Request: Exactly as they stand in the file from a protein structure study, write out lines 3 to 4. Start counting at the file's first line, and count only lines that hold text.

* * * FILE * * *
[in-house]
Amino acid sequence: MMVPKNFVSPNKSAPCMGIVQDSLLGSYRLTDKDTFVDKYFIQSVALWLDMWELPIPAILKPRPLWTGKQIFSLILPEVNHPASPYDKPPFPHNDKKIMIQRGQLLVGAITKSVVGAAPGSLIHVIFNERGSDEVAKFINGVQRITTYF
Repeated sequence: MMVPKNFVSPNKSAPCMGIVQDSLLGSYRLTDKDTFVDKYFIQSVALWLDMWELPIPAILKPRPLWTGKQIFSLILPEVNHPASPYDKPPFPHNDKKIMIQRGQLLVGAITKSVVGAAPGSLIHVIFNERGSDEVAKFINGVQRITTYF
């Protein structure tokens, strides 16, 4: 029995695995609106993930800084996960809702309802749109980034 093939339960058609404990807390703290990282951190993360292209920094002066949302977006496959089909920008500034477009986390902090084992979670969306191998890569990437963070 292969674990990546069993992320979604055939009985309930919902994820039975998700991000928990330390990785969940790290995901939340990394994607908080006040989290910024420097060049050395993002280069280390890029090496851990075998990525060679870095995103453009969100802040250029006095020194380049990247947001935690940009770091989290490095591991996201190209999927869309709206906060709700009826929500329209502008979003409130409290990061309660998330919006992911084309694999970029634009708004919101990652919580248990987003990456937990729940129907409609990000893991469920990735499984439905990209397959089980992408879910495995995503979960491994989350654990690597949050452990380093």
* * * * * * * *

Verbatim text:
Repeated sequence: MMVPKNFVSPNKSAPCMGIVQDSLLGSYRLTDKDTFVDKYFIQSVALWLDMWELPIPAILKPRPLWTGKQIFSLILPEVNHPASPYDKPPFPHNDKKIMIQRGQLLVGAITKSVVGAAPGSLIHVIFNERGSDEVAKFINGVQRITTYF
């Protein structure tokens, strides 16, 4: 029995695995609106993930800084996960809702309802749109980034 093939339960058609404990807390703290990282951190993360292209920094002066949302977006496959089909920008500034477009986390902090084992979670969306191998890569990437963070 292969674990990546069993992320979604055939009985309930919902994820039975998700991000928990330390990785969940790290995901939340990394994607908080006040989290910024420097060049050395993002280069280390890029090496851990075998990525060679870095995103453009969100802040250029006095020194380049990247947001935690940009770091989290490095591991996201190209999927869309709206906060709700009826929500329209502008979003409130409290990061309660998330919006992911084309694999970029634009708004919101990652919580248990987003990456937990729940129907409609990000893991469920990735499984439905990209397959089980992408879910495995995503979960491994989350654990690597949050452990380093």